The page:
Wandering along a Kawasaki avenue, ready for anything, I come across a mournful-looking building that’s impossible to ignore. Behind there is bedlam: dogs baying at the moon, metallic sounds, the hum of machinery and, illogically, voices calmly murmuring in Chinese.
The heavy door seems to separate two universes. And the other side inexorably draws me in.
Wrenching open the metal door sealing in
I walk on down a long narrow corridor that strongly reminds me of adventures during the year I spent in China. So where am I now?
I follow other corridors, turning my head left, right, always on the alert, feeling as if I’m in a FPS (first person shooter) video game where I’d be armed with a big gun …
… but I don’t find any monsters to kill.
I press on, needing to know more, at a high pitch of excitement.
The corridor opens out onto a space with a restaurant, roast chickens on display but nobody to sell them, just closed shops and underwear hanging on the line.
I know this place, I’ve seen pictures of it. Not the restaurant, of course, but the whole place. I’d always dreamed of visiting it.
It’s Kowloon Walled City, in Hong Kong! But this is near Tokyo and the walled city was demolished … in 1993.
The settlement was a lawless place, where anything could happen. Densely populated, with a post-apocalyptic atmosphere and chaotic organization, it reminds me of Gunkanjima (Battleship Island) of course. Except that here everything looks fairly spotless, despite first impressions.
Kowloon Walled City had everything you could possibly need, all kinds of services – especially dentists, who it seems were inexpensive and highly skilled.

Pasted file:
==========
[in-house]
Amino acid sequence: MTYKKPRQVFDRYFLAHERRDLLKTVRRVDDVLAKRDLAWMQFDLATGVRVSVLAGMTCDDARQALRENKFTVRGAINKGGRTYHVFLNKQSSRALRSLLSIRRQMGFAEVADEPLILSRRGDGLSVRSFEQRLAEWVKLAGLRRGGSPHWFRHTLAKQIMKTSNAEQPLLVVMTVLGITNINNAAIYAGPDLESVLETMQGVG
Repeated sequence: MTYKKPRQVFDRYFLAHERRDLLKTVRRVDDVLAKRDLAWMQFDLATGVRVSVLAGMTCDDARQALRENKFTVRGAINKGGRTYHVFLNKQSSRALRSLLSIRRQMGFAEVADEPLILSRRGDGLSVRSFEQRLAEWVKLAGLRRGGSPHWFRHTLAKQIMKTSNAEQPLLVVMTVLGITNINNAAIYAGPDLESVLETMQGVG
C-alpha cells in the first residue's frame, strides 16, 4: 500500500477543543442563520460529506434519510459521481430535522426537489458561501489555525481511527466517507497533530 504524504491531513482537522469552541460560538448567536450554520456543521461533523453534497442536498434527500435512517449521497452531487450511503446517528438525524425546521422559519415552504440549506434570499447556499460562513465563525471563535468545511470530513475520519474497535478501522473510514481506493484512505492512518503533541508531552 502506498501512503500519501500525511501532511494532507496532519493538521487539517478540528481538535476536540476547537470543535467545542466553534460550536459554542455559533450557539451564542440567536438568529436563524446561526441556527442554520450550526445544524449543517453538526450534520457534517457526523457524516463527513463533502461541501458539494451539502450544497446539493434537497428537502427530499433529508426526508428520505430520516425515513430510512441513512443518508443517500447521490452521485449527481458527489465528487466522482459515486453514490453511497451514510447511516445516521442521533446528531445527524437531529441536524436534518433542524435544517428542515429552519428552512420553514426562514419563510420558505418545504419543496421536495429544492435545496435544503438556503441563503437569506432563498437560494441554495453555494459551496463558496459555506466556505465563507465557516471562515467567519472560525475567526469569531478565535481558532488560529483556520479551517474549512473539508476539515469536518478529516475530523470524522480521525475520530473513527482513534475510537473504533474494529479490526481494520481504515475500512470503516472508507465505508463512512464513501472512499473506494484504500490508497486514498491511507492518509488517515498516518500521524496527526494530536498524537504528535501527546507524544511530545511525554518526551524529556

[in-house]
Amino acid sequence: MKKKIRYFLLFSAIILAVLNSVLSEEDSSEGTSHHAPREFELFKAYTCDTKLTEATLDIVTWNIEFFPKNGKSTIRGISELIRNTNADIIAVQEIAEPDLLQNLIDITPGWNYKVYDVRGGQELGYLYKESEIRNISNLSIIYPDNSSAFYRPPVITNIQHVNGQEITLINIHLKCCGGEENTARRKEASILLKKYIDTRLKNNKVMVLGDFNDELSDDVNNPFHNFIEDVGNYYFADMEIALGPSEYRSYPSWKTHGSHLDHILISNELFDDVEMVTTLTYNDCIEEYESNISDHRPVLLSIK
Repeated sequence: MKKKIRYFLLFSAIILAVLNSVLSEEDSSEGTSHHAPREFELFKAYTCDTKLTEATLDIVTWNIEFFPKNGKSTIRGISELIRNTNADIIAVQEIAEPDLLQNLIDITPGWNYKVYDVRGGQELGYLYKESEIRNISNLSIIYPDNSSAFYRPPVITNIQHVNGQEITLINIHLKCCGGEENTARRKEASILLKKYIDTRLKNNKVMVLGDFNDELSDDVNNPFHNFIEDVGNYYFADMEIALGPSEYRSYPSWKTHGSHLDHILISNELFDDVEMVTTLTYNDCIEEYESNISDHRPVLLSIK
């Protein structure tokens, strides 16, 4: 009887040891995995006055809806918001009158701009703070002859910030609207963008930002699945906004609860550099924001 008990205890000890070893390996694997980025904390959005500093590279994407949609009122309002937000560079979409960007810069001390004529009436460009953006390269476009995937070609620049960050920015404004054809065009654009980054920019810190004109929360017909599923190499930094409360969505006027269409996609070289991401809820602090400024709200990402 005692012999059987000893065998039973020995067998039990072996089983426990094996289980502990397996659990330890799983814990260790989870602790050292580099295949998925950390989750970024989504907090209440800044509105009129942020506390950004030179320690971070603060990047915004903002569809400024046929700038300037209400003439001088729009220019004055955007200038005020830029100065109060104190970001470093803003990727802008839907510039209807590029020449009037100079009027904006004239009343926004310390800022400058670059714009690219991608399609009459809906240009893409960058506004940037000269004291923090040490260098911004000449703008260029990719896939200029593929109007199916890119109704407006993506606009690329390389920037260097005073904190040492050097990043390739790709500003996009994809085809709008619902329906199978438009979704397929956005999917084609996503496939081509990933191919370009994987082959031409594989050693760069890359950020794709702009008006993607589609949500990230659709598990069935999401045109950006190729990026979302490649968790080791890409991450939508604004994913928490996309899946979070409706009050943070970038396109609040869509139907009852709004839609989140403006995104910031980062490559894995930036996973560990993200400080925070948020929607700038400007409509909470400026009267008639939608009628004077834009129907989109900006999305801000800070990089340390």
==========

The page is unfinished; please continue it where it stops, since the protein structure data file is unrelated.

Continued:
There were also plenty of restaurants (serving mainly dog meat – particularly appreciated by Chinese men on the last day of the month to build up their strength for the next), Triads, dealers, coffee shops with coke and other delights, churches and their followers, small factories, combini stores, brothels …
The whole thing was of course totally clandestine, illegal, but supposedly subject to no laws or taxes. 50,000 people lived there in an anarchic jumble of buildings, piled one on top of the other.
How did they come to be there? The best way to find out is to read this Wikipedia article: Kowloon Walled City. But essentially this former military fort was an ungovernable enclave that neither China nor the United Kingdom wanted to take on. The city recovered some strength and cohesion under Triad control but was cut off from the rest of society. It evolved naturally thanks to the residents’ instinct for survival and hopes of improvement.
In 1992, the city was evacuated, razed to the ground and replaced by a park. The residents were given compensation and most were satisfied with that.
So where are we, then? As it happens, between Tokyo and Yokohama, in Kawasaki.
Kawasaki Warehouse is a … video games arcade! Not among the most modern though, as there’s quite a few retro games, but the atmosphere is incredible.
The place is a real work of art in itself. Some items are authentic, imported from Hong Kong, but the rest has been completely recreated from scratch. A titanic work by artistic director Taishiro Hoshino.
You might be wondering if this place wouldn’t have had more success as a museum than a fairly empty amusement arcade?
Welcome to the Warehouse…
Video games and splendid vending machines …
Tables and chairs just right for chilling out …
In a video game project under development in the South of France (http://hk-devblog.com/), you can explore the Walled City in the shape of a cat!
If you’d like to know more about Kowloon Walled City, I highly recommend this beautiful book: The City of Darkness. And if, like me, you are in love with this kind of dystopian ambiance, make sure you have read about my explorations of Gunkanjima.